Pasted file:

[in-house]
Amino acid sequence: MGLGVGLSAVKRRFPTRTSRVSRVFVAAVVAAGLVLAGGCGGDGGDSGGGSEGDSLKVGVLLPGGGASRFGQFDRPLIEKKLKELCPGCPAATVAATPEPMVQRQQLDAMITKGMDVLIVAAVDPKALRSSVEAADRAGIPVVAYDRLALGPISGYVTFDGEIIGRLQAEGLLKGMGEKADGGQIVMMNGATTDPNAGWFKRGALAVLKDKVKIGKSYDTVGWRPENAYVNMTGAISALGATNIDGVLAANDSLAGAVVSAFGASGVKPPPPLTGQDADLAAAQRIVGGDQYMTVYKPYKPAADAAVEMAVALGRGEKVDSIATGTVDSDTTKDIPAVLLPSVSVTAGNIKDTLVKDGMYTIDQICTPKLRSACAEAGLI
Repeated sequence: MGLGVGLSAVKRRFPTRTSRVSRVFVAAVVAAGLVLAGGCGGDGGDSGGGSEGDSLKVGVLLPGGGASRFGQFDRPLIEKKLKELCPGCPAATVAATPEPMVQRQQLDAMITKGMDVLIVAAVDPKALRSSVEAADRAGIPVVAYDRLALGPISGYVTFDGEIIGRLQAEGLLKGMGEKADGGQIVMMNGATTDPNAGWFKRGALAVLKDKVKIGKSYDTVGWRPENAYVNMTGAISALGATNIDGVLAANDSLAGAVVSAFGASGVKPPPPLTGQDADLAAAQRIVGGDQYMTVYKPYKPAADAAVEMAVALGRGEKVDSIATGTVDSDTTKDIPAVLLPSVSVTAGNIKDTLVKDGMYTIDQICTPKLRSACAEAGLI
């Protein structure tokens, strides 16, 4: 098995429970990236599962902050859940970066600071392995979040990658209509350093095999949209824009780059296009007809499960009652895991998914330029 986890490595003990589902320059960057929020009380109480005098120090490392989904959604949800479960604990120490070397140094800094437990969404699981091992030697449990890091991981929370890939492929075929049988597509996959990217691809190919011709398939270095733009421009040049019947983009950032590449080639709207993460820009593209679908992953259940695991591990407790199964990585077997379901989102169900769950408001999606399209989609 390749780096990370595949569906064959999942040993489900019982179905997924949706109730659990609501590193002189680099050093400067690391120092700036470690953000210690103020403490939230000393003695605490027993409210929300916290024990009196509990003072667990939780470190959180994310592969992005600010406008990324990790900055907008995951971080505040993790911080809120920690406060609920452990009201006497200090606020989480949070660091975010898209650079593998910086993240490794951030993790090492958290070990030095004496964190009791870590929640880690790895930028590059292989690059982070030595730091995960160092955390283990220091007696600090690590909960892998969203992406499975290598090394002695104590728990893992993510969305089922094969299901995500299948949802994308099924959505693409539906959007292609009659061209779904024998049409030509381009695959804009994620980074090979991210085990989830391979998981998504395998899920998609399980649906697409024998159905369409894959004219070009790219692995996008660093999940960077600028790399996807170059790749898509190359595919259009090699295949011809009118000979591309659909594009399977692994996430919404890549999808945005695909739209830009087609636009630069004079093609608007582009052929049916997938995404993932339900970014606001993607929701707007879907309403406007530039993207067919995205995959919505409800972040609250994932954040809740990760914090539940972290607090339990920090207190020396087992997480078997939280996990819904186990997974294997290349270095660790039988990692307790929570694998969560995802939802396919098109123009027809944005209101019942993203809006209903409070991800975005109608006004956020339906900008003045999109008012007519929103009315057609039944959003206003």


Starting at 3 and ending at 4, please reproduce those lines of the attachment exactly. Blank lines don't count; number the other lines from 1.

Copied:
Repeated sequence: MGLGVGLSAVKRRFPTRTSRVSRVFVAAVVAAGLVLAGGCGGDGGDSGGGSEGDSLKVGVLLPGGGASRFGQFDRPLIEKKLKELCPGCPAATVAATPEPMVQRQQLDAMITKGMDVLIVAAVDPKALRSSVEAADRAGIPVVAYDRLALGPISGYVTFDGEIIGRLQAEGLLKGMGEKADGGQIVMMNGATTDPNAGWFKRGALAVLKDKVKIGKSYDTVGWRPENAYVNMTGAISALGATNIDGVLAANDSLAGAVVSAFGASGVKPPPPLTGQDADLAAAQRIVGGDQYMTVYKPYKPAADAAVEMAVALGRGEKVDSIATGTVDSDTTKDIPAVLLPSVSVTAGNIKDTLVKDGMYTIDQICTPKLRSACAEAGLI
């Protein structure tokens, strides 16, 4: 098995429970990236599962902050859940970066600071392995979040990658209509350093095999949209824009780059296009007809499960009652895991998914330029 986890490595003990589902320059960057929020009380109480005098120090490392989904959604949800479960604990120490070397140094800094437990969404699981091992030697449990890091991981929370890939492929075929049988597509996959990217691809190919011709398939270095733009421009040049019947983009950032590449080639709207993460820009593209679908992953259940695991591990407790199964990585077997379901989102169900769950408001999606399209989609 390749780096990370595949569906064959999942040993489900019982179905997924949706109730659990609501590193002189680099050093400067690391120092700036470690953000210690103020403490939230000393003695605490027993409210929300916290024990009196509990003072667990939780470190959180994310592969992005600010406008990324990790900055907008995951971080505040993790911080809120920690406060609920452990009201006497200090606020989480949070660091975010898209650079593998910086993240490794951030993790090492958290070990030095004496964190009791870590929640880690790895930028590059292989690059982070030595730091995960160092955390283990220091007696600090690590909960892998969203992406499975290598090394002695104590728990893992993510969305089922094969299901995500299948949802994308099924959505693409539906959007292609009659061209779904024998049409030509381009695959804009994620980074090979991210085990989830391979998981998504395998899920998609399980649906697409024998159905369409894959004219070009790219692995996008660093999940960077600028790399996807170059790749898509190359595919259009090699295949011809009118000979591309659909594009399977692994996430919404890549999808945005695909739209830009087609636009630069004079093609608007582009052929049916997938995404993932339900970014606001993607929701707007879907309403406007530039993207067919995205995959919505409800972040609250994932954040809740990760914090539940972290607090339990920090207190020396087992997480078997939280996990819904186990997974294997290349270095660790039988990692307790929570694998969560995802939802396919098109123009027809944005209101019942993203809006209903409070991800975005109608006004956020339906900008003045999109008012007519929103009315057609039944959003206003």